Goliath was no mere mighty warrior. He was a giant. Depending on the size cubit you use, he could have been anywhere from 9½ to 12 feet tall. He wasn’t a mere skinny dude either. He was built big on top of that. Many speculate Goliath and his brothers (each big men in their own right) came from remnants of the Nephilim genes. He was of the sons of Anak, a family of giants. Goliath was trained for war from his youth according to King Saul. He reminds me of the Spartans who began training their soldiers to be soldiers by 8 years old. He was the best of the best. He had no rival and he knew it. His hometown was in Gath, which was actually only a few miles from Bethlehem. He practically lived on Israel’s doorsteps and thus knew quite well what they were capable of doing.

King Saul had stirred up trouble against the Philistines. He had won a battle against Nahash the Amorite which garnered the people’s trust and then thought he could take on the Philistines once he got established as king of Israel. He took a garrison but kicked up a hornet’s nest in the meantime. Saul’s army had no weapons and began to scatter until his son, Jonathan, made a sneak attack and after some infighting in the confusion, the Philistines fled. But Saul had other problems because he continually refused to do what God said in the manner in which God said it. So as a result, Samuel notified him that his throne would cease with him and be given to another (1 Samuel 15). This is what set up the scene for this epic showdown. The Philistines didn’t want a massive battle and decided to let the war be decided by each nation’s two best warriors in a one-on-one duel. Goliath was the one who initiated the challenge, and since Saul was head and shoulders above everyone else in Israel, it was actually his duty to be the one to face Goliath. Needless to say, 40 days passed and no one dared make a move. It is thought that each day, Goliath inched closer and closer to the camp, defying the armies of God and ultimately defying God himself.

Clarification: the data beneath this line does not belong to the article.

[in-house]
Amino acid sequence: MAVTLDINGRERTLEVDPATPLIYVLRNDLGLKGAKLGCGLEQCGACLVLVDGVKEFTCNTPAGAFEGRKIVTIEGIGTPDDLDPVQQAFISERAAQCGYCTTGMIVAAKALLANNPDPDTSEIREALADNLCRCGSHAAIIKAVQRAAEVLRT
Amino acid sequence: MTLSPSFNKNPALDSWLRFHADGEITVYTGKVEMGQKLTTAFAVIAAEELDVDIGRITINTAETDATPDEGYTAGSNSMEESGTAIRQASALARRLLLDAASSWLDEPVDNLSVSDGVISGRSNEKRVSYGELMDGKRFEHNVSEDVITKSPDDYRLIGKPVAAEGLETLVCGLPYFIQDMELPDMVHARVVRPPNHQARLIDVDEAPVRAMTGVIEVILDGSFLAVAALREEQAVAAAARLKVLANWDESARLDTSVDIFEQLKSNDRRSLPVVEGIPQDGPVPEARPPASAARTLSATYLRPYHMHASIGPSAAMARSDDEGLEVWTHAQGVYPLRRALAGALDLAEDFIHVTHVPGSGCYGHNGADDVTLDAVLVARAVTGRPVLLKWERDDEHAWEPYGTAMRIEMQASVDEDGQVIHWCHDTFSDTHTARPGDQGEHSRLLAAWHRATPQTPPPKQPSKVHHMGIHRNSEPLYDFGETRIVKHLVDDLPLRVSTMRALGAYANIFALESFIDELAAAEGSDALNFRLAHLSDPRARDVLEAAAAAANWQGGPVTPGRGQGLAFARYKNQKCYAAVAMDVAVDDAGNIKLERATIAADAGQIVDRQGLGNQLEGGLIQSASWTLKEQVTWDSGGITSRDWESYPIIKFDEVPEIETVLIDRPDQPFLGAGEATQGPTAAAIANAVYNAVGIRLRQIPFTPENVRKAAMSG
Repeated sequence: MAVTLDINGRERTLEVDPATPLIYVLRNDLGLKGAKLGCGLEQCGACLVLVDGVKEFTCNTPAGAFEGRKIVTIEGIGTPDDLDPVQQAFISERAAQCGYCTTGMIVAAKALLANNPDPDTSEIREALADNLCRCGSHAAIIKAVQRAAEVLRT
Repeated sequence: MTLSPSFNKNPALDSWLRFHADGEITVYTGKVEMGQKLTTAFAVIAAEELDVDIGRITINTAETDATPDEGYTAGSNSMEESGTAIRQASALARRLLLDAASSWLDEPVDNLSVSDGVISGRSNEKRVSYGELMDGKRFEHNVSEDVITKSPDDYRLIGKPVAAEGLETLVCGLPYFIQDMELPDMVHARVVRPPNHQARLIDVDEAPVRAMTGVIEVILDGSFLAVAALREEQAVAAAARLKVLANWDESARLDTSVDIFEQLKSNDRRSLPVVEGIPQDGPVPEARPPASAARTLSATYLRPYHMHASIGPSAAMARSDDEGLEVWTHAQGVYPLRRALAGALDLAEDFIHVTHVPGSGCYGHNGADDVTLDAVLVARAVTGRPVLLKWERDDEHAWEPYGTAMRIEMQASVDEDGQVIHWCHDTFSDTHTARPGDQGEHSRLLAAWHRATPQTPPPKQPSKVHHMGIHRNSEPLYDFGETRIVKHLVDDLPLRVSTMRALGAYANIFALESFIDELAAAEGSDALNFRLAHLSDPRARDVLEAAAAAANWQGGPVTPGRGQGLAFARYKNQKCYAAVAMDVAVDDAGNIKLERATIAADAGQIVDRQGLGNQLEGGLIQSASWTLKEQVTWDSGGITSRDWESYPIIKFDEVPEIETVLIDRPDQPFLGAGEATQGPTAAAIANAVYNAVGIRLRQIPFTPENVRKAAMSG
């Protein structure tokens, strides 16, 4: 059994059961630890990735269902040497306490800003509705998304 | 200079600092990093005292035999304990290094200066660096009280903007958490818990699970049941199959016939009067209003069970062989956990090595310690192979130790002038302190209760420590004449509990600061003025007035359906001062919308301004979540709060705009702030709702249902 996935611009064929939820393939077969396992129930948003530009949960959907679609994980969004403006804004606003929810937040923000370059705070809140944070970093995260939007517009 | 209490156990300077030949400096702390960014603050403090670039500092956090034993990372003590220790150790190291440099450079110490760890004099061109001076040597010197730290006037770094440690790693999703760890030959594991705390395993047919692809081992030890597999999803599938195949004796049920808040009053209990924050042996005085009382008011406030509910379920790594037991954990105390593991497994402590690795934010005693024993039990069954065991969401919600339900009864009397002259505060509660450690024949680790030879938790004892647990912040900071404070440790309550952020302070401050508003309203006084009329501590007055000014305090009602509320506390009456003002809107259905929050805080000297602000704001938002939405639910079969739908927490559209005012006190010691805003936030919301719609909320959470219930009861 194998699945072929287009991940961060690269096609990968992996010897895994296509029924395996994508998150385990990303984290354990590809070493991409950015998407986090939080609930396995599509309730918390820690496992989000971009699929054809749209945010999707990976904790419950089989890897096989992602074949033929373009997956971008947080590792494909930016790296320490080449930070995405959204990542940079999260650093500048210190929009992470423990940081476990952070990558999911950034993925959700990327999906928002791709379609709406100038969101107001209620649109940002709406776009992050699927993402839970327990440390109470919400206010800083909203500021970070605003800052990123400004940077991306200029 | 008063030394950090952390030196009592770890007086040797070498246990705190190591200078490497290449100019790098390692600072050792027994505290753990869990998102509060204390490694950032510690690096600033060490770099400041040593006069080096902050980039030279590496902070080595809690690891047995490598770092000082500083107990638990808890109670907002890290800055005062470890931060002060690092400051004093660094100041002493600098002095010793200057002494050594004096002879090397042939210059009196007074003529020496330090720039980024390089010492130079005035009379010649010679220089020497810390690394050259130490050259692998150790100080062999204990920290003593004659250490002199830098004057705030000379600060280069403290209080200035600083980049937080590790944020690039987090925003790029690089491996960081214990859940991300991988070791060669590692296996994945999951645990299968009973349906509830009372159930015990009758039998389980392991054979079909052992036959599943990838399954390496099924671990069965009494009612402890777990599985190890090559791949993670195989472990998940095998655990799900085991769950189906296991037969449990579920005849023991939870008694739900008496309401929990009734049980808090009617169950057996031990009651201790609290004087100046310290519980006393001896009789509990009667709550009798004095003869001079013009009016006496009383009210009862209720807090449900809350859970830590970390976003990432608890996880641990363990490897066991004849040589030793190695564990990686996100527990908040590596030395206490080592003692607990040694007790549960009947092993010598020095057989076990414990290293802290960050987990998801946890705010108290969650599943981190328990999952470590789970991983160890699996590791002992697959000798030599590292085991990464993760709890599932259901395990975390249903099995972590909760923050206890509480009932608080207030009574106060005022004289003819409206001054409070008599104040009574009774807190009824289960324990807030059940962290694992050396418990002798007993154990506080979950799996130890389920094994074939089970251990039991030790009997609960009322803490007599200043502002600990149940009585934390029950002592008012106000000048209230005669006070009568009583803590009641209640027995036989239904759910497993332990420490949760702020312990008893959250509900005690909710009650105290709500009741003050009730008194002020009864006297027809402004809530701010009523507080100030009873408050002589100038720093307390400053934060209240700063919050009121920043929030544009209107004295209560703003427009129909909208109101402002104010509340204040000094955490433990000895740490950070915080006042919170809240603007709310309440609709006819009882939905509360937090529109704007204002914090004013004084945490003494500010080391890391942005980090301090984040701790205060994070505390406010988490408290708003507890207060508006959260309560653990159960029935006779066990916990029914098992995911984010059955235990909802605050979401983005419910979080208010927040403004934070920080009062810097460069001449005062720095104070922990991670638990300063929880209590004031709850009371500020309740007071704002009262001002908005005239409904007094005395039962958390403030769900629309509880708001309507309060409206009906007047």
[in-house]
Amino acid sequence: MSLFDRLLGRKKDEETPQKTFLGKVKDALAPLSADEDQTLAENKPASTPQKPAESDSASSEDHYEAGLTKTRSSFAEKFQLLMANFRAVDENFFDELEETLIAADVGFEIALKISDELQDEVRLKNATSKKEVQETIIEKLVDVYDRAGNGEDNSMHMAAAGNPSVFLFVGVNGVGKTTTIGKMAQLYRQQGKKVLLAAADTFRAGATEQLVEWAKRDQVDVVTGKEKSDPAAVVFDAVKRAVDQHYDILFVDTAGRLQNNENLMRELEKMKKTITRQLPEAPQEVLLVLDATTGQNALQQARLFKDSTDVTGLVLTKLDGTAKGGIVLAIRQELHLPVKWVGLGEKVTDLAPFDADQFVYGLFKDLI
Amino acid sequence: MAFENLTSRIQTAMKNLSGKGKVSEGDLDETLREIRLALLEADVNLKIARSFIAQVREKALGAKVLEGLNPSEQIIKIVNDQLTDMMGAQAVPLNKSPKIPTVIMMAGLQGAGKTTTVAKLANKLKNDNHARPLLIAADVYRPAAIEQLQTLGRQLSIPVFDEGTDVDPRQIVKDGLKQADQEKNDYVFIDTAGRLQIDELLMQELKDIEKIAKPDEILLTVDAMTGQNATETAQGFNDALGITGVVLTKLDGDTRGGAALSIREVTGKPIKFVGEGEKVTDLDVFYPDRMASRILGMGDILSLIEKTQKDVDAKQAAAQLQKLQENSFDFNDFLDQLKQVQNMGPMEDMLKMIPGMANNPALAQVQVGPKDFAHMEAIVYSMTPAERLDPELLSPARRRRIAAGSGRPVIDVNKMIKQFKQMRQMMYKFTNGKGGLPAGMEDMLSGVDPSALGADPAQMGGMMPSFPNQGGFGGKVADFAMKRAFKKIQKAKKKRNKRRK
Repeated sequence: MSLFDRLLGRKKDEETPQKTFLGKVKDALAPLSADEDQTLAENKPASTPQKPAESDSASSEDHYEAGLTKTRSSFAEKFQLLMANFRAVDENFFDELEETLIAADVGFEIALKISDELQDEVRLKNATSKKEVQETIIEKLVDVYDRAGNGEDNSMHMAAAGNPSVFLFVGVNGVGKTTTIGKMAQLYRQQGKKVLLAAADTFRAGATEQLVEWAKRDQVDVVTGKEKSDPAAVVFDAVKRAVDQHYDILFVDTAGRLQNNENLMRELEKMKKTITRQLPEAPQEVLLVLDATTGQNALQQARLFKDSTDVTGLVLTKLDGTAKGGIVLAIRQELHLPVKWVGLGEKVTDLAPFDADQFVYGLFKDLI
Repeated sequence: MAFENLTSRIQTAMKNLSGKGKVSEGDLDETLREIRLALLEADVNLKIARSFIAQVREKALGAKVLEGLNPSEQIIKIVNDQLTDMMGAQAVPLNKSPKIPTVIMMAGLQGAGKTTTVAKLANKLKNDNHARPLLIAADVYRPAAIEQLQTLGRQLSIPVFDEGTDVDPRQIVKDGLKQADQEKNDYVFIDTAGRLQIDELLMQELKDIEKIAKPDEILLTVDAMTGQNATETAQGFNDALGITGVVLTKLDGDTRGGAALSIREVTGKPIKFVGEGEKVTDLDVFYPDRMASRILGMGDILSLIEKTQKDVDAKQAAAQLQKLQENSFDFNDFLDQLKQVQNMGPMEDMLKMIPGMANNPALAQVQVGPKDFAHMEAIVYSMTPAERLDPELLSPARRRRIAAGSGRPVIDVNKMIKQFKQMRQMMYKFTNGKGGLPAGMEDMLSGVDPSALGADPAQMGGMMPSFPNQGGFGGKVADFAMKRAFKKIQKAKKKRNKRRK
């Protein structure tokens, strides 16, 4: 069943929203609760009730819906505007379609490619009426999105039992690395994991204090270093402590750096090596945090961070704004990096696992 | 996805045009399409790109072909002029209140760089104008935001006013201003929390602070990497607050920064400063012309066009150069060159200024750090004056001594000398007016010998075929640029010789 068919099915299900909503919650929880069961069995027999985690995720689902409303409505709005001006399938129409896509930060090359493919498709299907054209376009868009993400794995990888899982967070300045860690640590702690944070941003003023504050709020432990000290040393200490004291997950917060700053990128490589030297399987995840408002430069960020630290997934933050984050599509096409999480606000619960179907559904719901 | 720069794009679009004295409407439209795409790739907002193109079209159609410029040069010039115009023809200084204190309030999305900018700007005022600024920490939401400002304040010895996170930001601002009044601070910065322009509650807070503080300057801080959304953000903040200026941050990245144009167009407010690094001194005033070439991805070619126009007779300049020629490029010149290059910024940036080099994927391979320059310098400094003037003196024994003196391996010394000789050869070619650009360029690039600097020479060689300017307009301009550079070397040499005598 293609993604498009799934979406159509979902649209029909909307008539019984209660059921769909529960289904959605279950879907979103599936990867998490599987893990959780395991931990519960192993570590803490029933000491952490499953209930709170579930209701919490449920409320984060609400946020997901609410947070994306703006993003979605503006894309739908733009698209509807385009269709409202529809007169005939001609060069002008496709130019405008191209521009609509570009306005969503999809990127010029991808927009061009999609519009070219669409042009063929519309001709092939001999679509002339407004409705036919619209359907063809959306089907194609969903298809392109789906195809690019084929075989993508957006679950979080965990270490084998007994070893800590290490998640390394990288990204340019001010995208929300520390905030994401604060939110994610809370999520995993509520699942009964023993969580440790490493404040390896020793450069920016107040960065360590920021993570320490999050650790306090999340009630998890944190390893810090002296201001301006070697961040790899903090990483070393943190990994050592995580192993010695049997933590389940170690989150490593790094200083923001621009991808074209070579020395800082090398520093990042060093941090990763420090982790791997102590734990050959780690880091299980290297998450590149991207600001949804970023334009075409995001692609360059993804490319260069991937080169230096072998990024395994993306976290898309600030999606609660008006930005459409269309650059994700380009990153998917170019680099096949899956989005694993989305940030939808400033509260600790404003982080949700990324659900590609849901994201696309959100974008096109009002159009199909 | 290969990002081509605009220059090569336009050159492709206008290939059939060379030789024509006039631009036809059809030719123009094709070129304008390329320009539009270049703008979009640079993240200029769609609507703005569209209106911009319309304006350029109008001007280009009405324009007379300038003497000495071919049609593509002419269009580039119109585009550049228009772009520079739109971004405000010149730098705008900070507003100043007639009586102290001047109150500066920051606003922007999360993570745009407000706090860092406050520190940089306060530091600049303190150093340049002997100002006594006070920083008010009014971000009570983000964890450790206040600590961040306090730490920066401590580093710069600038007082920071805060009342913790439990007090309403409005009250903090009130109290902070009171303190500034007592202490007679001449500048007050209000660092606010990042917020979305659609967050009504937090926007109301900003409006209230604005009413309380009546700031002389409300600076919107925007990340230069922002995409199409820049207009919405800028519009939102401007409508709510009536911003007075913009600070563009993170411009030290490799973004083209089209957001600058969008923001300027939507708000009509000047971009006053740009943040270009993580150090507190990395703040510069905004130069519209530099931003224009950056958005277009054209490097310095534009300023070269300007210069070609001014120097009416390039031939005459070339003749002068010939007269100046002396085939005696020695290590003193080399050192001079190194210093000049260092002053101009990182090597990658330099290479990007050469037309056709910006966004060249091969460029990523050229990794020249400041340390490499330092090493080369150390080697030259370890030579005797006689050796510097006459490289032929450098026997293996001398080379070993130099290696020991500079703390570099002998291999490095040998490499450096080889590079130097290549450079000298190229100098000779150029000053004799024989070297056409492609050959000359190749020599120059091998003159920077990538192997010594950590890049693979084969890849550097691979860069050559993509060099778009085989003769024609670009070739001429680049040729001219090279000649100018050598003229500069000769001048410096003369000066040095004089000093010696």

Goliath knew that no one in Israel stood a chance against him. He was the best. And in the natural mind, knowing the world Goliath came from, there would be none who bet against him. He didn’t merely walk up to the brook for the duel; the text gives a notion that he rather strutted. There is an undertone of, “Look at me, the best warrior in the world. Who wants a piece of me? Give me the best you have!”

But then strolls in a young lad who hadn’t even finished puberty yet. David was thought to be somewhere between 15 and 17 years old and with only a staff and a sling, no armor, he approached for a duel. Goliath was livid. He expected the best Israel had and instead he gets a little kid who looked like he hadn’t seen a day of battle training. While David had five stones, he only needed one to strike down this giant. What’s more is David sprinted after this giant. He did not fear him nor was he concerned about missing his shot. With one swing, David silenced the boast of this giant, using humble weaponry (a sling) and humble clothing (no armor), but with absolute confidence in the God he served.